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City of Jersey City v. Liberty Harbor Holding

May 10, 2011

CITY OF JERSEY CITY, PLAINTIFF-RESPONDENT/ CROSS-APPELLANT,
v.
LIBERTY HARBOR HOLDING, LLC, DEFENDANT-APPELLANT/CROSS-RESPONDENT.



On appeal from the Superior Court of New Jersey, Law Division, Hudson County, Docket No. L-4359-09.

Per curiam.

NOT FOR PUBLICATION WITHOUT THE APPROVAL OF THE APPELLATE DIVISION

Argued April 5, 2011

Before Judges Parrillo and Yannotti.

The Law Division entered an order dated August 6, 2010, which declared that defendant Liberty Harbor Holding, L.L.C. (LHH) is not required to obtain a license from plaintiff City of Jersey City (City) to operate a parking lot, but is liable for the City's municipal parking tax. LHH appeals and the City cross-appeals from the court's order. For the reasons that follow, we conclude that the trial court correctly found that LHH need not be licensed by the City as an operator of a parking lot, but erred in finding that LHH is subject to the City's parking tax.

I.

LHH is the owner of real property in the City. It entered into two separate, four-year lease agreements for the property, one with the City's School District (School District), and the other with the New Jersey Schools Construction Corporation (SCC). In the leases, LHH agreed to undertake such work as is necessary to "construct a surface parking lot on the Leased Premises." LHH further agreed to provide the School District with 128 parking spaces and the SCC with 92 parking spaces. Under the leases, the School District and the SCC have the sole discretion to allocate the parking spaces between Public School 3 and Middle School 4, and to designate any such spaces as reserved parking spaces.

In addition, the School District's lease requires it to pay LHH rent in the amount of $95 each month for each parking space, for a total yearly rent of $145,920. The SCC's lease requires that it pay yearly rent to LHH in the amount of $104,880, in monthly installments of $8740. Although SCC's lease does not break down the rent according to the number of parking spaces, the annual rent represents $95 per parking space per month.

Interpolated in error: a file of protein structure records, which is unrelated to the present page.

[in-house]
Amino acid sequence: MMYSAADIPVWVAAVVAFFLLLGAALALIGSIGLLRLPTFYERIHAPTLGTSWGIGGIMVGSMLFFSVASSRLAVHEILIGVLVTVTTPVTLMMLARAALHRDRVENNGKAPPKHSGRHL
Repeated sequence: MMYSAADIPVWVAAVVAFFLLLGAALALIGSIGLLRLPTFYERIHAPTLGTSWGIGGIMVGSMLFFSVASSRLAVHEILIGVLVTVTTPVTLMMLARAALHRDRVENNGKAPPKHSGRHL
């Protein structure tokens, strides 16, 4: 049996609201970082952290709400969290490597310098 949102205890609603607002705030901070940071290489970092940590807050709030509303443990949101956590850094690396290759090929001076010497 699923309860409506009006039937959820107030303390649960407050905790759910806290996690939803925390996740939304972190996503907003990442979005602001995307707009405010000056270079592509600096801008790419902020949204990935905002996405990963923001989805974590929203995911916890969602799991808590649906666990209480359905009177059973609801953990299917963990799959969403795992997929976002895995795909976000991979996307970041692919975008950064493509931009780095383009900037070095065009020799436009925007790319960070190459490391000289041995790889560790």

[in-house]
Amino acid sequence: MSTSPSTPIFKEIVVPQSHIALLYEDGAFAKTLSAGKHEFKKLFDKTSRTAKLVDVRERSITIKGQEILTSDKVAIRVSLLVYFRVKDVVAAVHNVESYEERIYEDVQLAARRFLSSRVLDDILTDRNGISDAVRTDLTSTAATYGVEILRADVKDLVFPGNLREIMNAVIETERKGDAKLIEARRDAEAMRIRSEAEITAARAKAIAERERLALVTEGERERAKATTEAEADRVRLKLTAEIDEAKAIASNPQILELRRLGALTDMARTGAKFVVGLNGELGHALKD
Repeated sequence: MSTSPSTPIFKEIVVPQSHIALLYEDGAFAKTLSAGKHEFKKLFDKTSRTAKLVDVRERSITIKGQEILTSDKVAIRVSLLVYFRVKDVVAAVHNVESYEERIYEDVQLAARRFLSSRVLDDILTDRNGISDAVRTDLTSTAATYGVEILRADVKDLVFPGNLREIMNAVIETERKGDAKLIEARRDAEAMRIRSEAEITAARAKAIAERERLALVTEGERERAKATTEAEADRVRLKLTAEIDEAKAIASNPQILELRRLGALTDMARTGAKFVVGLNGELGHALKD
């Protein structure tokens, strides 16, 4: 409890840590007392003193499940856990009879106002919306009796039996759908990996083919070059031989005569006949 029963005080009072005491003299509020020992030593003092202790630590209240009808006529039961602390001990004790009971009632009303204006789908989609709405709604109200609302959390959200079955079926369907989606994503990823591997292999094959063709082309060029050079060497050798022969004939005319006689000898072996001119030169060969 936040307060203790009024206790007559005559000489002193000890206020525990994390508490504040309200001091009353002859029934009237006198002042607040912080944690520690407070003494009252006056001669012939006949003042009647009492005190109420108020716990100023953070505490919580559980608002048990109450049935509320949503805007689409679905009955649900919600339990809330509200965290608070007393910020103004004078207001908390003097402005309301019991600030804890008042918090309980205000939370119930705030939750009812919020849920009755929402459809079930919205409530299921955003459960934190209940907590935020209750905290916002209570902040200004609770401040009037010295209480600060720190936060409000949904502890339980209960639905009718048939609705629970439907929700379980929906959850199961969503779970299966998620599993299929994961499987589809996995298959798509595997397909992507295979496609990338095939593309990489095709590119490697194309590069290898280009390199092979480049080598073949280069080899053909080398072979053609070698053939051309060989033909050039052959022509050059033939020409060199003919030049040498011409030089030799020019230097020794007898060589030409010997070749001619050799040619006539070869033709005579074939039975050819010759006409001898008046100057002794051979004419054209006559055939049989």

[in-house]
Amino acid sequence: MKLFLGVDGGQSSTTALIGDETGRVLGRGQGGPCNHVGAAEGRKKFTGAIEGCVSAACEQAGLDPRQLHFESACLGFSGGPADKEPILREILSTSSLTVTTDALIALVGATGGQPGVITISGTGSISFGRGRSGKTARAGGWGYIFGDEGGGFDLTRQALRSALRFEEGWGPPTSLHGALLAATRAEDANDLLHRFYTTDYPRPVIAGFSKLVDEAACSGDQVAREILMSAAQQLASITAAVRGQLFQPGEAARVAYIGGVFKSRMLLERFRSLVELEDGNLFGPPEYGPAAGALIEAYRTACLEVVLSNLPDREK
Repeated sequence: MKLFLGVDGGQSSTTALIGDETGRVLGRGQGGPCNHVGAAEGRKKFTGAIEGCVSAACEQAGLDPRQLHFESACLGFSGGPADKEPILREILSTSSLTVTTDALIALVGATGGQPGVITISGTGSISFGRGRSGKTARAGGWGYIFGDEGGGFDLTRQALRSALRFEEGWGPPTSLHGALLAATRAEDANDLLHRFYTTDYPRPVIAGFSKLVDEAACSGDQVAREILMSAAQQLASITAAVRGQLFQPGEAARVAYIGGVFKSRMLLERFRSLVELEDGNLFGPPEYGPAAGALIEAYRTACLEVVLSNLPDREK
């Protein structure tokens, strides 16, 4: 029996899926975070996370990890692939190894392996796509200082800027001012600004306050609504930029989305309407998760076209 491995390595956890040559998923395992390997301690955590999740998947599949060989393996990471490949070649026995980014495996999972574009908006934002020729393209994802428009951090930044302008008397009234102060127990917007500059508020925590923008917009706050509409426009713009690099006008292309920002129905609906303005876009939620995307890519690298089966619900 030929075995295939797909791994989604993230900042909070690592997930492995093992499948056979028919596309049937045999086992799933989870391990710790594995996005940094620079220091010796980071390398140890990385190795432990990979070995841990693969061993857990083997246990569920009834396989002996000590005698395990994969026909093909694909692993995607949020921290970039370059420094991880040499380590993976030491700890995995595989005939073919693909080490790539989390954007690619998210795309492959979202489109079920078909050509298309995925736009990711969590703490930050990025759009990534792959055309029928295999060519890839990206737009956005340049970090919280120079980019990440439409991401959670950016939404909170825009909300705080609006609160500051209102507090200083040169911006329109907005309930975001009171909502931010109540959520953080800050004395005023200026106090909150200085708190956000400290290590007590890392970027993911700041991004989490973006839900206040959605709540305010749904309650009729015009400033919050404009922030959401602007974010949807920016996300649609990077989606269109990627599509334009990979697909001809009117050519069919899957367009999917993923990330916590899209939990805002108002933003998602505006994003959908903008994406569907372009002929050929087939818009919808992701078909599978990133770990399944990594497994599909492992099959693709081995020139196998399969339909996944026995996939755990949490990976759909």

In both leases, LHH agreed to maintain the property and to repair in a timely manner all major damage "including damage caused by utility construction or repair[.]" The School District and the SCC are, however, responsible "for snow removal, cleaning, security and minor maintenance items such as repair of minor fence damage and pothole repair." The leases additionally provide that, after construction of the parking lot, the lessees must obtain commercial general liability insurance for the leased premises. The School District and the SCC took possession in 2006.

By letter dated December 12, 2008, the City's Assistant Corporation Counsel (ACC) informed LHH that it was required to apply to the City for a parking lot license, as required by section 236 of the City's Municipal Code (Code). In the letter, the ACC also stated that LHH should "immediately complete" the parking tax return forms for the years 2006 through 2008, and remit all of the parking taxes due to the City pursuant to Section 304 of the Code

Thereafter, the City filed a complaint in the Law Division seeking an order compelling LHH to obtain a parking license and pay the license fees owed for years 2006 through 2009. The City also sought an order requiring LHH to pay $114,497.50 in parking taxes, plus interest and penalties, for the 2006 to 2009 tax years. LHH filed an answer, in which it denied that it was required to obtain a parking license or pay the City's parking tax.

In June 2010, LHH and the City filed motions for summary judgment. The trial court considered the motions on August 6, 2010, and placed its decisions on the record, finding that LHH is not required to obtain a parking license because it did not operate a parking lot "as a day-to-day business[.]" The court found, however, that LHH was required to pay the City's parking tax because the rent that LHH collects from the School District and the SCC "is precisely the type of fees that [the Code] seeks to tax[.]" The court entered an order dated August 6, 2010, memorializing its decisions on the motions.

LHH thereafter filed a motion for reconsideration, and for the first time argued that the court did not have jurisdiction to entertain the City's claim for unpaid taxes. The trial court found that it had jurisdiction and entered an order dated August 30, 2010, denying LHH's motion for reconsideration. The court also entered a final judgment dated August 30, 2010, against LHH and in ...


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